Mexico, the 10th-most-populated country in the world, is located in the southern part of North America.
In 2021, Mexico welcomed 1,912,178 babies. What were the most popular names among these babies? Sofia and Santiago.
Here are Mexico’s top 50 girl names and top 50 boy names of 2021:
Sofia, 6,552 baby girls
Maria Jose, 6,019
Maria Fernanda, 3,779
Ana Sofia, 2,790
Maria Guadalupe, 2,468
Yamileth, 1,730 – a Latin American variant of the Arabic name Jamila
Danna Sofia, 1,696
Ana Victoria, 1,644
Ana Paula, 1,620
Santiago, 9,963 baby boys
Miguel Angel, 4,019
Tadeo, 2,795 – the Spanish form of Thaddeus
Luis Angel, 2,632
Jose Angel, 2,442
Jose Luis, 2,374
Juan Pablo, 2,080
Juan Carlos, 2,052
Jose Manuel, 2,046
Jose Miguel, 1,739
The girls’ top 100 included Dulce Maria (51st), Aylin (58th), Itzayana (67th), and Lucero (93rd).
The boys’ top 100 included Juan (56th), Abraham (66th), Erick (83rd), and Brayan (87th).
Compound first names tend to be shortened for everyday use (e.g, “Juan Carlos” into “Juanca”), but few of these shortened forms have evolved into popular legal names, which I find surprising. I didn’t spot any examples on the boys’ side of the rankings, and only a handful — such as Mayte/Maite, short for María Teresa, and Maribel, short for María Isabel — on the girls’ side.
Back when sea voyages were the only way to reach distant lands, many babies ended up being born aboard ships. And many of these ship-born babies were given names that reflected the circumstances of their birth. A good portion of them, for instance, were named after the ships upon which they were born.
I’ve gathered hundreds of these ship-inspired baby names over the years, and I think it’s finally time to post what I’ve found…
Emma Abergeldie Walsh, born in 1884
Eva Abernyte Congdon, born in 1875
Herbert Bealie Abington Tait, born in 1884
Abyssinia Louise Juhansen, born in 1870
Abyssinia Elfkin, born in 1872
Louise Abyssinia Bellanger, born in 1874
John Achilles Denchey, born in 1871
U. Actoea Jones, born in 1868
John Adriatic Gateley Collins, born in 1879
Adriatic O’Loghlin Gould, born in 1880
Agnes Adriatic Cook, born in 1880
Frederick Agamemnon Dingly, born in 1876
Mary Alaska Magee, born in 1884
Gertrude Alcester Dart, born in 1884
Mary Duncan Alcinosa Greenwood, born in 1887
Aldergrove Andrew Fullarton Feathers, born in 1875
He in turn gave his name to Medford, Minnesota, in the 1850s. His father, Englishman William K. Colling, was an early Minnesota settler who “said that he had a son who was born on board the ship Medford, and was named Medford, in honor of the ship, and proposed that the town should be named Medford in honor of the boy.”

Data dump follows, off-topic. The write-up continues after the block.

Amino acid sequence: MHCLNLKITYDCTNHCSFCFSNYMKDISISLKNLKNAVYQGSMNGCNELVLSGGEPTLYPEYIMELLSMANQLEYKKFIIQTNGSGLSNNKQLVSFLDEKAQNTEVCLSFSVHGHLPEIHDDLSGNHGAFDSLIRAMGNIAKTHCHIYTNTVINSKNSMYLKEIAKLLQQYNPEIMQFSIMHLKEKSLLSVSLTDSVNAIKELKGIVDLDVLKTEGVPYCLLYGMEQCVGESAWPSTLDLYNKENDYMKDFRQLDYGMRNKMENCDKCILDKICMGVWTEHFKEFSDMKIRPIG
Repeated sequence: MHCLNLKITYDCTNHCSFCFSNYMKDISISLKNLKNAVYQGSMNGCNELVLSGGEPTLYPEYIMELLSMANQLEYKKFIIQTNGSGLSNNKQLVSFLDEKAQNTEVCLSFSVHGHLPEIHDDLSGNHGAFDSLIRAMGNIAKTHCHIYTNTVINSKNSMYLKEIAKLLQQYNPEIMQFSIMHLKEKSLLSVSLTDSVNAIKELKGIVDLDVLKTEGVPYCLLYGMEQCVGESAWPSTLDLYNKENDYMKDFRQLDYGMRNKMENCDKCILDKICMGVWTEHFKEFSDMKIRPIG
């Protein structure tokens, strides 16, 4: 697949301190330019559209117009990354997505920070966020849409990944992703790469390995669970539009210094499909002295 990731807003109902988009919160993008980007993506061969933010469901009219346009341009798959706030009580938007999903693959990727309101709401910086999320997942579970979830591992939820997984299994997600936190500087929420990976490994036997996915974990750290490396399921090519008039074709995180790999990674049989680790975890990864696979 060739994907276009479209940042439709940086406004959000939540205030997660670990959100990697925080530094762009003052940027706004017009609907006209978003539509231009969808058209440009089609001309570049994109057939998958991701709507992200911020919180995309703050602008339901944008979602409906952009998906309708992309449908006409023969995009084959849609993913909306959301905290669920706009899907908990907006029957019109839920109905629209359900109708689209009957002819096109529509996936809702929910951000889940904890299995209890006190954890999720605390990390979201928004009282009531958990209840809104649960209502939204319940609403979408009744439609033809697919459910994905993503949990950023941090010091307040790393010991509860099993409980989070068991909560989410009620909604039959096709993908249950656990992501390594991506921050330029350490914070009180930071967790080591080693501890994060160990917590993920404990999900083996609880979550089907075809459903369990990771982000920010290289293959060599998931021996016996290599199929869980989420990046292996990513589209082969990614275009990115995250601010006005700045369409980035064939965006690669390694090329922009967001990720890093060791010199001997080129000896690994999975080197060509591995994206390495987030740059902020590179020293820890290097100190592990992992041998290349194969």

“145” boy names: Montgomery, Sylvester, Quantavius, Constantinos
1 via 154
The girl name Summerlynn adds up to 154, which reduces to one (1+5+4=10; 1+0=1).
1 via 163
The boy name Constantinos adds up to 163, which reduces to one (1+6+3=10; 1+0=1).
1 via 172
The girl name Trinityrose adds up to 172, which reduces to one (1+7+2=10; 1+0=1).
What Does “1” Mean?
First, we’ll look at the significance assigned to “1” by two different numerological sources. Second, and more importantly, ask yourself if “1” or any of the intermediate numbers above have any special significance to you.
“1” (the monad) according to the Pythagoreans:
“The Pythagoreans called the monad ‘intellect’ because they thought that intellect was akin to the One; for among the virtues, they likened the monad to moral wisdom; for what is correct is one. And they called it ‘being,’ ’cause of truth,’ ‘simple,’ ‘paradigm,’ ‘order,’ ‘concord,’ ‘what is equal among greater and lesser,’ ‘the mean between intensity and slackness,’ ‘moderation in plurality,’ ‘the instant now in time,’ and moreover they called it ‘ship,’ ‘chariot,’ ‘friend,’ ‘life,’ ‘happiness.'”
“They say that the monad is not only God, but also ‘intellect’ and ‘androgyne.’ It is called ‘intellect’ because of that aspect of God which is the most authoritative both in the creation of the universe and in general in all skill and reason”
“They consider it to be the seed of all, and both male and female at once”
“They call it ‘Chaos’ which is Hesiod’s first generator, because Chaos gives rise to everything else, as the monad does. It is also thought to be both ‘mixture’ and ‘blending,’ ‘obscurity’ and ‘darkness,’ thanks to the lack of articulation and distinction of everything which ensues from it.”
“They call it ‘Prometheus,’ the artificer of life, because, uniquely, it in no way outruns or departs from its own principle, nor allows anything else to do so, since it shares out its own properties.”
“All activities emanate from the one” (reading 5751-1).
“As in numbers…all are formations or divisions or multiples of units of one, so the universe and the expressions of all natures within same are the manifestations of that one force, one power, one spirit, one energy known as or called a Universal Force, Creative Energy, or God.” (reading 1462-1).
Does “1” — or do any of the other numbers above (e.g., 19, 55, 64, 109) — have any special significance to you?
Think about your own preferences and personal experiences: lucky numbers, birth dates, music, sports, and so on. Maybe your favorite song is “When I’m Sixty-Four” by the Beatles, for example.
Also think about associations you may have picked up from your culture, your religion, or society in general.
If you have any interesting insights about the number 1, or any of the other numbers above, please leave a comment!
Source: Theologumena Arithmeticae, attributed to Iamblichus (c.250-c.330).